English immersion study shows a clear superiority
Arizona Republic, May 10, 2003
Ginny Kalish's attack on Johanna Haver and myself requires a response
("Not all kids learn the same," Letter, May 2).
The most recent and comprehensive study of English immersion vs. bilingual
education is in the winter 2002 edition of Education Next, a magazine published
by Harvard, Stanford and two research institutions (www.educationnext.org). It
found that English immersion students outperformed bilingual education in that
(1) they had more years of schooling; (2) more of them entered college; (3) they
had a higher average income; and (4) they exceeded the bilingual students in
entry into high-status occupations by almost 2 to 1.
I have been in a number of English immersion schools where at least 85 percent
of the students become orally proficient in English in one year, and fully
proficient in reading and writing within three years. Leonard Basurto, director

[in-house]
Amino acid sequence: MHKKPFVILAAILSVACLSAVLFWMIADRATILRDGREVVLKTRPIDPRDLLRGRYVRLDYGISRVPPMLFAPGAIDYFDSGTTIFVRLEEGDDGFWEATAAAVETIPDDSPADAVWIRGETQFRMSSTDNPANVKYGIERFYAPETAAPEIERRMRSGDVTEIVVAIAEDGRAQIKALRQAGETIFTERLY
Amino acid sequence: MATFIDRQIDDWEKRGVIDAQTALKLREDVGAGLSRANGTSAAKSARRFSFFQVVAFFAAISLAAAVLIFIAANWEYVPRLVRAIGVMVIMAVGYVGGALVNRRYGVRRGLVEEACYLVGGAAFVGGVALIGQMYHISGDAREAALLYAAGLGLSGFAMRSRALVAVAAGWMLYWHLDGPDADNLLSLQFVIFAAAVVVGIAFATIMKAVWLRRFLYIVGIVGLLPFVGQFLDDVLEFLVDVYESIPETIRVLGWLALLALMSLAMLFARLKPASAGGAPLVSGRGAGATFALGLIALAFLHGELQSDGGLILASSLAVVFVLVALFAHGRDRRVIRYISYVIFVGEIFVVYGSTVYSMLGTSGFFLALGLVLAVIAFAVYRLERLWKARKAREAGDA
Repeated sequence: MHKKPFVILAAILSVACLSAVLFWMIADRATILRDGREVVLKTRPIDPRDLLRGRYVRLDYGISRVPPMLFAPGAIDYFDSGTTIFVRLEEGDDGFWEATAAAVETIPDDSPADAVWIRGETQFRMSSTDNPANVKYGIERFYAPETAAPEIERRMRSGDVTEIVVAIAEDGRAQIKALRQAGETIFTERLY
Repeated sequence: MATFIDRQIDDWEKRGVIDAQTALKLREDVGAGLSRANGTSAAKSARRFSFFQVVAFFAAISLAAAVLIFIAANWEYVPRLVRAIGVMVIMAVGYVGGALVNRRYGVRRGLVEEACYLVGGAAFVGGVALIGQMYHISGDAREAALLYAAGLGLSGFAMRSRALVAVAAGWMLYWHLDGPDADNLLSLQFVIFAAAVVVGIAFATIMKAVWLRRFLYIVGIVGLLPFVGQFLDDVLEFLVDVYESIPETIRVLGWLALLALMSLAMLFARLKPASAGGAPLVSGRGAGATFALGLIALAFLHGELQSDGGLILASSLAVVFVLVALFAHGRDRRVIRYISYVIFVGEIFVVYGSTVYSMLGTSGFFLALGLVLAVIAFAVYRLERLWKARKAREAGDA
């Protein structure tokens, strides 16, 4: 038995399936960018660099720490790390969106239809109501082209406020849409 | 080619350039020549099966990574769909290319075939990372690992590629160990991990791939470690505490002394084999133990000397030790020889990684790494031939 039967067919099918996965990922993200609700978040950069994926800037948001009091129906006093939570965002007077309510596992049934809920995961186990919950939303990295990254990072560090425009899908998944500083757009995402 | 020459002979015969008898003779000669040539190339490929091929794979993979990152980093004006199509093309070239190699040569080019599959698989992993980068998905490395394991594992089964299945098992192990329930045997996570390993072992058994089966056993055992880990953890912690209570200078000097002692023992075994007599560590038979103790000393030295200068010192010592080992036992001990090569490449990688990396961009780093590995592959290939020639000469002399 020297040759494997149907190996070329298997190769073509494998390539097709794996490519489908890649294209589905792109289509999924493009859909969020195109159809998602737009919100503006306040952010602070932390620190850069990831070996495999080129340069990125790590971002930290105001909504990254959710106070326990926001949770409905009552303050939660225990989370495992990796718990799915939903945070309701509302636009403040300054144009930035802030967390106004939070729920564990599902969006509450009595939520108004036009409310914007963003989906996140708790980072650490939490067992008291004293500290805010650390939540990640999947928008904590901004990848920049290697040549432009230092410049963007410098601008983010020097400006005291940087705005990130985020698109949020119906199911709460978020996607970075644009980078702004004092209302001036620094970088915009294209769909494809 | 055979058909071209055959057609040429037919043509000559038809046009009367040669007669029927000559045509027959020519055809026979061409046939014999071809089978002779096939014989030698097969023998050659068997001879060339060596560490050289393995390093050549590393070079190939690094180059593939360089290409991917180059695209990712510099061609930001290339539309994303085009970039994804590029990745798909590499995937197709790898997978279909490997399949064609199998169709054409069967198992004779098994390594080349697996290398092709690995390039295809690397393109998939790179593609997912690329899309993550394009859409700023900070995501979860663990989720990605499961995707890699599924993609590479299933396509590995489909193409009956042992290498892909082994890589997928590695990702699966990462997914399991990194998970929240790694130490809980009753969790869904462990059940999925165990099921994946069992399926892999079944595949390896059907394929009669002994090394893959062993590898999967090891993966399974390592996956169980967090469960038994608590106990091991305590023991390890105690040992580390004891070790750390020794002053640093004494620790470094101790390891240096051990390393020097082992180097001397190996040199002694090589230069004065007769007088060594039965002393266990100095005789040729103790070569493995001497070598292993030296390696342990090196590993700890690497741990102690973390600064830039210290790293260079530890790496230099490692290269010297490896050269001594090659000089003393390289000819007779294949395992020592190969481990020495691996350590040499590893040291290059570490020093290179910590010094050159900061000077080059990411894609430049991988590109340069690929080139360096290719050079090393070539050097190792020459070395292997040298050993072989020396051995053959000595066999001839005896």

of Arizona's largest bilingual program, testified at the Legislature that in a
bilingual program, it takes seven years for a student to become proficient in
English. A student who came to the United States at age 12 would graduate from
high school without ever becoming proficient. That any one would try to
perpetuate a program that takes seven years to bring students to English
proficiency is scandalous.
Contrary to Ms. Kalish's letter, I have issued no "new interpretations" of the
waiver process. An e-mail dated Sept. 19, 2002, documents that the professionals
in the department under my predecessor concluded that students scoring "limited"
knowledge of English on the relevant test did not qualify for the waiver, which
requires a "good working knowledge of English."
All I did was issue guidelines, required by legislation (the requirement
ignored by my predecessors for three years), that indicated
that we would monitor and enforce a conclusion that was required by the language
of the law, and that was set forth in writing by the professionals in the
department under my predecessor.
The writer is Arizona's superintendent of public instruction.